The Lloydminster Bobcats roster is starting to take shape. After Monday night’s intra-squad game, a few more names were removed from the list of potential players who would open the season on Sept. 11 against the Bonnyville Pontiacs, while those who remain will get a shot in a game situation against the very same Pontiacs to show they belong with the club at the start of the regular season.
Lloydminster will travel to Bonnyville tonight for their first preseason game of the year before coming home the following night for a return game with the Pontiacs. It is the same schedule the Bobcats will start their regular season with, as they will start on the road before hosting Bonnyville on Sept. 12 for their home-opener.
While the notion has generally been that preseason games don’t mean that much, to the Bobcats, it is the start of their season. And over the next seven games before the season opener on Sept. 11, the Bobcats will try and make sense of who they have on their roster, so come opening night they are ready to perform.
“You talk to any pro or NHL guy, they take the preseason seriously,” said Bobcats assistant coach Kris Wiebe.
“They start their season then and start knocking the rust off and getting back into game shape. The message would be to compete as hard as we can, take it seriously and play it like any other game.”
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The trip to Bonnyville will be the first time the Bobcats have returned to the town since losing to the Pontiacs in Game 6 in their divisional semifinals playoff series, eliminating the Bobcats from the playoffs. The rivalry is one of the strongest in the Alberta Junior Hockey League (AJHL) and will only intensify as the seasons draws closer, as past players remember what happened last year in the post-season, while rookies are learning what the rivalry actually means.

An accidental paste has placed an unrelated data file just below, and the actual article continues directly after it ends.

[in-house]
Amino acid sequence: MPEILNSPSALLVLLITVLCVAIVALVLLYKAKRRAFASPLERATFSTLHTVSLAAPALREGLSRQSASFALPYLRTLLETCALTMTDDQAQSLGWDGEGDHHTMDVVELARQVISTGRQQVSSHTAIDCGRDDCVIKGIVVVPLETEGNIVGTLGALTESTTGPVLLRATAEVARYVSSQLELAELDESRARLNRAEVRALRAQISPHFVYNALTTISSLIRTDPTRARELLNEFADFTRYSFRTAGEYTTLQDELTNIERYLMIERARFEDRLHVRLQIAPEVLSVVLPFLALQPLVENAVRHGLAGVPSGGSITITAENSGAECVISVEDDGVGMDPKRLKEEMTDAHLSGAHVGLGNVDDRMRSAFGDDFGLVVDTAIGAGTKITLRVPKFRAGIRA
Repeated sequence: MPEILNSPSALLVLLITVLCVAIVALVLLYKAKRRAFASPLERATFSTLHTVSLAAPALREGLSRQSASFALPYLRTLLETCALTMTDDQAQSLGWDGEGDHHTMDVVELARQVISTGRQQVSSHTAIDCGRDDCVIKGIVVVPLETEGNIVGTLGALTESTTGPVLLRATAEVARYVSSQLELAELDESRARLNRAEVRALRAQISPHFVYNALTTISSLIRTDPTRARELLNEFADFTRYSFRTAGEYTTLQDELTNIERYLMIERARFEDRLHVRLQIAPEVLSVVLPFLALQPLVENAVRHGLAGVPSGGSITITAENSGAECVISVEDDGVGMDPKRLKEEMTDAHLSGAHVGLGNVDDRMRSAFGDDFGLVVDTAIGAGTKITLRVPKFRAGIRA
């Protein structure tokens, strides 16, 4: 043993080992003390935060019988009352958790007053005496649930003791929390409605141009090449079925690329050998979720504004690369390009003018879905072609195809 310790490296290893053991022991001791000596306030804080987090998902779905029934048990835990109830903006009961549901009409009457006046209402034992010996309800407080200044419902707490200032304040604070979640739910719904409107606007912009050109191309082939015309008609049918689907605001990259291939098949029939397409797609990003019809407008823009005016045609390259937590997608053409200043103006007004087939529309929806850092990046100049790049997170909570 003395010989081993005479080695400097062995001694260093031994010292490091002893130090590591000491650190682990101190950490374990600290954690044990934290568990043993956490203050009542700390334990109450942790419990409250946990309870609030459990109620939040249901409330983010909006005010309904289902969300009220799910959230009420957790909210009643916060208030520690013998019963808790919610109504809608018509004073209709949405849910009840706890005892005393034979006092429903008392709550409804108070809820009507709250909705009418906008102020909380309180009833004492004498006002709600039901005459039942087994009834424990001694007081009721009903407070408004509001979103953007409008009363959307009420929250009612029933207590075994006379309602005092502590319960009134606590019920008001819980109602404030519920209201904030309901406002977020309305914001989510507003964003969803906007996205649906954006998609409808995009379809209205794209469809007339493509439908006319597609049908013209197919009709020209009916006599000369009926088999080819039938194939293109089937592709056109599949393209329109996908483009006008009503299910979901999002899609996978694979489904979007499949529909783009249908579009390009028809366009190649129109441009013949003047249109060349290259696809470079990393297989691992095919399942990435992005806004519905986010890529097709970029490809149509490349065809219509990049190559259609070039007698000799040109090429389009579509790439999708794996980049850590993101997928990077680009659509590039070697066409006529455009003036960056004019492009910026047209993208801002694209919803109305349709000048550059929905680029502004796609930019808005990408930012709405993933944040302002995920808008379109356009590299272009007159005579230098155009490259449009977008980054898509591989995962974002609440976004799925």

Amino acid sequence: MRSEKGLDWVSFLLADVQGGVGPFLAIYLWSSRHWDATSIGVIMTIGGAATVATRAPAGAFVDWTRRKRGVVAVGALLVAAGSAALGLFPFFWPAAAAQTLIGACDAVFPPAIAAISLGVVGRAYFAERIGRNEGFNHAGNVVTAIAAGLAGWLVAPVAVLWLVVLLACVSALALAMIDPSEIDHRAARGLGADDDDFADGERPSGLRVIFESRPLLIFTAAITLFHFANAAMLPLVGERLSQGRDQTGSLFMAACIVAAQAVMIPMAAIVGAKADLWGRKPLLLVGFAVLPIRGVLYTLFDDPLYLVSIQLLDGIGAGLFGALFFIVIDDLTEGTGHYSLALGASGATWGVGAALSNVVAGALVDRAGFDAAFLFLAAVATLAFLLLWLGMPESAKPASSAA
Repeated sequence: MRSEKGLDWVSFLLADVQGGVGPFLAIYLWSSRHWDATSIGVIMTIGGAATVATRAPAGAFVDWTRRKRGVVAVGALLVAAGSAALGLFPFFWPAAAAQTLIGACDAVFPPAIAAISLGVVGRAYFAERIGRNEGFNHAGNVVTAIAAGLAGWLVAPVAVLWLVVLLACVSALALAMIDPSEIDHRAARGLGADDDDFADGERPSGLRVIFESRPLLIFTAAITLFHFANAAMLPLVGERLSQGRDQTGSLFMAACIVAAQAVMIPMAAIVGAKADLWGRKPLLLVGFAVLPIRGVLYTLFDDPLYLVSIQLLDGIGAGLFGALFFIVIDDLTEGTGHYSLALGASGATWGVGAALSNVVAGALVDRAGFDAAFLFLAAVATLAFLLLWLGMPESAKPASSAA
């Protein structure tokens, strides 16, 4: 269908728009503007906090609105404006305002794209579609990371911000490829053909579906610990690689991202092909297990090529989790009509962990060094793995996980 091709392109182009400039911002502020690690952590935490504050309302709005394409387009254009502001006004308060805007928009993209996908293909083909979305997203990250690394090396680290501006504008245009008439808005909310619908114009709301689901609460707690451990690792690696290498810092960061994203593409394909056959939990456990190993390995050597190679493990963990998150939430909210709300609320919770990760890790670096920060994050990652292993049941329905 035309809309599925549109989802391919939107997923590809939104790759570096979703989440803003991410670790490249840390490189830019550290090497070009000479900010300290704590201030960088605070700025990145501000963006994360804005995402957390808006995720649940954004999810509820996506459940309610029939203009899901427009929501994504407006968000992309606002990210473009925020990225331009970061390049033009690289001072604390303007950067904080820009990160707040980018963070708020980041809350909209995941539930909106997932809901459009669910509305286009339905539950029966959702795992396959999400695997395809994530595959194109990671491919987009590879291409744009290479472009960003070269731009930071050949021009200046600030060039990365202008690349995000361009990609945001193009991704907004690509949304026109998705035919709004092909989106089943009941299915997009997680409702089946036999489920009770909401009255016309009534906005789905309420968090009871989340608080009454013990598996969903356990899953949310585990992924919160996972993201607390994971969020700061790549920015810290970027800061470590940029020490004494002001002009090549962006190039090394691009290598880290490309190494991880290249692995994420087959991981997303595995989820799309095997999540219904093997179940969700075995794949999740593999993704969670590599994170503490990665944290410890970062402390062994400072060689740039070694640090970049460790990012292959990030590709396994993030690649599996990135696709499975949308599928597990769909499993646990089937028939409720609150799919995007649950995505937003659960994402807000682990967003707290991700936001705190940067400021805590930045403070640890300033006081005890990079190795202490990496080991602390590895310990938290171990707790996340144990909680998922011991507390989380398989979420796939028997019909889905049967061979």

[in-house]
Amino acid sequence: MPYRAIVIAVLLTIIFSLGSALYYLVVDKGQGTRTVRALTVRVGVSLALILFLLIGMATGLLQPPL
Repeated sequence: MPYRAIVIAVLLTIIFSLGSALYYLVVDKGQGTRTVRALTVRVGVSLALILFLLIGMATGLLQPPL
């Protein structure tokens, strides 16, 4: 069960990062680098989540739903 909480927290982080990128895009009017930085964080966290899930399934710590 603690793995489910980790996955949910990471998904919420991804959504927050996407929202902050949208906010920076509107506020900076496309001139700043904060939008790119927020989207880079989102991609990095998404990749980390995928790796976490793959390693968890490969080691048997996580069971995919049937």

“There is still bad blood there and I don’t think the preseason will hinder that in any way,” said forward Patrick Geary. “We are going to make sure all the new guys know that that rivalry is probably one of the biggest in the league and it is going to be heated from preseason on throughout the rest of the season.”
Numbers at this year’s main camp were lower than previous years, but Wiebe said that meant the quality of the the talent pool was that much higher. For the players, it was one of the most competitive camps any had attended in the past, as no position was guaranteed in a season where the Bobcats are guaranteed a spot in the national championship tournament in May 2016.
With no names officially penned in for the opening night roster, the next seven games will see who is ready to compete in the AJHL, and it could be many new faces if they come prepared more for the preseason.
“Just because you were here last year doesn’t mean you are going to be here this year,” said Wiebe. “It’s obviously an important year ... the mentality this year is we want to win and we don’t want to just be a part of the Royal Bank Cup because we are hosting it. We want to earn our way there and that starts in the preseason.”
The stakes are high this season, and the players understand how much pressure they will be under for the upcoming year. Even veterans like Geary, who has played with the Bobcats since 2013, understands that it will be a challenge to make the hockey club.
“Everybody knows what it is on the line and how competitive it is going to be to make this team,” said Geary. “It’s definitely showing on the ice and it is going to carry over into the season. It’s going to be competitive because guys are fighting for that spot who are on the bubble. The pressure is definitely on.
“You are going to see a preseason that mimics the regular season exactly.”